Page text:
Want change? Make it!
The adoption system in place today has undergone significant changes in the past few decades. But the public’s impressions of that system are not well informed and are often based on outdated stereotypes. In order to maintain an adoption system in favor of the birth mother, we need to continue to provide and demand:
- Awareness about the modern adoption system. More information about what adoption entails today, and the women who typically choose it, would help to educate the public and demystify the process so that we can eradicate outdated stereotypes about birth mothers and the adoption process. Congress should continue to provide grants to establish national public education campaigns to accurately inform the public about adoption and its potential benefits for everyone involved.
- Information about the adoption decision. To best serve the needs of women considering adoption for their child, continued research must be done to explore the pressures, motivations, and barriers surrounding that decision.
- Fully informed, voluntary pregnancy decisions. Prospective birth mothers pursuing adoption should be required to undergo counseling with a qualified professional, and should have an opportunity to consult with independent legal counsel if needed.
- Better supports for open adoption agreements. States should recognize the benefits of open adoption arrangements and ensure that birth parents are informed of available mechanisms to implement those agreements. States should also guarantee that affordable clinical mediation services are available when disputes arise over the terms of an adoption arrangement.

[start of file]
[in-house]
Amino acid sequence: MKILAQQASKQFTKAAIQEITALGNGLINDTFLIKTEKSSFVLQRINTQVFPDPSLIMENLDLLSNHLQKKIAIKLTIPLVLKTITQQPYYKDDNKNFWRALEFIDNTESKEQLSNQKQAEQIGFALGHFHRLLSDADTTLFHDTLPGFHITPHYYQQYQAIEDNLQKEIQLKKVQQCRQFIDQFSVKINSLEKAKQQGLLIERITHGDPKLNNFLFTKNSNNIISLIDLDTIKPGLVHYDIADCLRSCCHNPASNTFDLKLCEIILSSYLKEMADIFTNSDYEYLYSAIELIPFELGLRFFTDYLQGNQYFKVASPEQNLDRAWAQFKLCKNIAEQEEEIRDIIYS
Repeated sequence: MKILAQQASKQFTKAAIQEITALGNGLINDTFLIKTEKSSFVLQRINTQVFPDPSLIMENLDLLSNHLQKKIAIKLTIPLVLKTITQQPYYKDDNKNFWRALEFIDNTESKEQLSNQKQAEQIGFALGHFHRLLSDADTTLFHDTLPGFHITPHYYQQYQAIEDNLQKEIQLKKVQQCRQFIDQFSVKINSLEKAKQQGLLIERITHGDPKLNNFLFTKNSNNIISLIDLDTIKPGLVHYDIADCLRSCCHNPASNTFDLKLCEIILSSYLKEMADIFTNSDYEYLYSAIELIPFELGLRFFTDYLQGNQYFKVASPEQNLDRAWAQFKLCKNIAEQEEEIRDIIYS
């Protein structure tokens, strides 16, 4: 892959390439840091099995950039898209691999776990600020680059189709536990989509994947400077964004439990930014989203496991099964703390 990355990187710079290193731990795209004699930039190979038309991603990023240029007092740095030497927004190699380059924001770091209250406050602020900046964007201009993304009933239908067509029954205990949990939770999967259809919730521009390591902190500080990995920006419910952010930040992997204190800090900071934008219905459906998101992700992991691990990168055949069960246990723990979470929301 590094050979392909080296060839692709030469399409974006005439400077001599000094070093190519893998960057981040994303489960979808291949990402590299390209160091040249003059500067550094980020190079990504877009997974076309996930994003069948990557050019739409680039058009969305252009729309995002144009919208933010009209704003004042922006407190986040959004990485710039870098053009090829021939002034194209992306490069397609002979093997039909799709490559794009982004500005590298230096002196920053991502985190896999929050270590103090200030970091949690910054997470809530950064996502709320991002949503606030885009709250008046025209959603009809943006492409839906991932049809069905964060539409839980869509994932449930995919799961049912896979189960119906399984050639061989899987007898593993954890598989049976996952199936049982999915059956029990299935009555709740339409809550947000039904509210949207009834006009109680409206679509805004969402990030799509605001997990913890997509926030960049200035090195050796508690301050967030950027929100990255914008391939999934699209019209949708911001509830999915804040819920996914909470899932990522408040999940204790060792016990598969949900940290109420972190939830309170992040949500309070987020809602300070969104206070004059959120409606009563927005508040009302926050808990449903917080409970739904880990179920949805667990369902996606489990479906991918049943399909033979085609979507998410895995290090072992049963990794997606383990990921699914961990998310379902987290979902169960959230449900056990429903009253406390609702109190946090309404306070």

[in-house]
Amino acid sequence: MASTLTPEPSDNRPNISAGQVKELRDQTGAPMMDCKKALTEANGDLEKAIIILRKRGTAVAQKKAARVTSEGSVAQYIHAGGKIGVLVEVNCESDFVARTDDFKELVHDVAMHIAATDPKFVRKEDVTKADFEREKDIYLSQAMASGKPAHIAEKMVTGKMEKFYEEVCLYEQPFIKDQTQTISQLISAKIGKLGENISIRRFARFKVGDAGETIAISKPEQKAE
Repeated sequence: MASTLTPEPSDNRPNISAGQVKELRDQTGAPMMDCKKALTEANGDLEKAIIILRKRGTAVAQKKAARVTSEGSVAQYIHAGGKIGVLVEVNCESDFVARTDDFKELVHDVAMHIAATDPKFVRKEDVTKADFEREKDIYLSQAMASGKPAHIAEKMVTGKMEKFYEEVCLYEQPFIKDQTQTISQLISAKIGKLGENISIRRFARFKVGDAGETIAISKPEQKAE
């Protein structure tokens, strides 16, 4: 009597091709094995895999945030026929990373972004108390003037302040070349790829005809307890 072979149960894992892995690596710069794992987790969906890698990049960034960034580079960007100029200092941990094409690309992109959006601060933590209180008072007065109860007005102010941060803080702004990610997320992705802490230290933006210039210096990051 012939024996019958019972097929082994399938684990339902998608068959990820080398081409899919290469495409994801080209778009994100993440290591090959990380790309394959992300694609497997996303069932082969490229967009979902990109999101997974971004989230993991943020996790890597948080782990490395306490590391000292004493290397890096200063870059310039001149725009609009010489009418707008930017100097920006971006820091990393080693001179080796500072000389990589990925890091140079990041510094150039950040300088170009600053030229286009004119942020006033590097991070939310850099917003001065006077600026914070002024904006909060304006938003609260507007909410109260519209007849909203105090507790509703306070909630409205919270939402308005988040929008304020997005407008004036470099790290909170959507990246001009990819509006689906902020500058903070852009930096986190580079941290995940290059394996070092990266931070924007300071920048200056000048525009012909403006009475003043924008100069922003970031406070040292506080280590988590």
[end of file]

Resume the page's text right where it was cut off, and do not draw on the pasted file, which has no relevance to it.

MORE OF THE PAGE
- Adequate relinquishment and revocation protections. States should impose a waiting period of at least 24 hours between childbirth and the time a woman can consent to place her child for adoption. Birth mothers should have a minimum of one week to revoke their consent to relinquishment without having to give a specific reason. These rules ideally would be uniform in order to discourage agencies or adoptive parents from cherry-picking states with more favorable laws. States should also ensure that birth parents are entitled to a copy of all relinquishment paperwork as well as a copy of the child’s original birth certificate.
- Improved postadoption services. States and adoption agencies should ensure that birth mothers have access to affordable or no-cost post-adoption counseling services throughout their lives, but especially in the two years following a placement.
*Talk About Adoption™ remains committed to the idea that supporting pregnant women by providing the socioeconomic resources needed to parent or place a child for adoption will serve to expand women’s options, increase their self-determination, and improve the health and well-being of all families.
*The above information does not concern state-initiated adoptions in child neglect, dependency, abuse cases, etc.
Contact Politicians for opportunities to continue efforts to ensure that stable adoption-friendly policies are implemented every year:
State Governor: www.usa.gov/Contact/Governors.shtml
The United States House of Representatives: www.house.gov
The White House: www.whitehouse.gov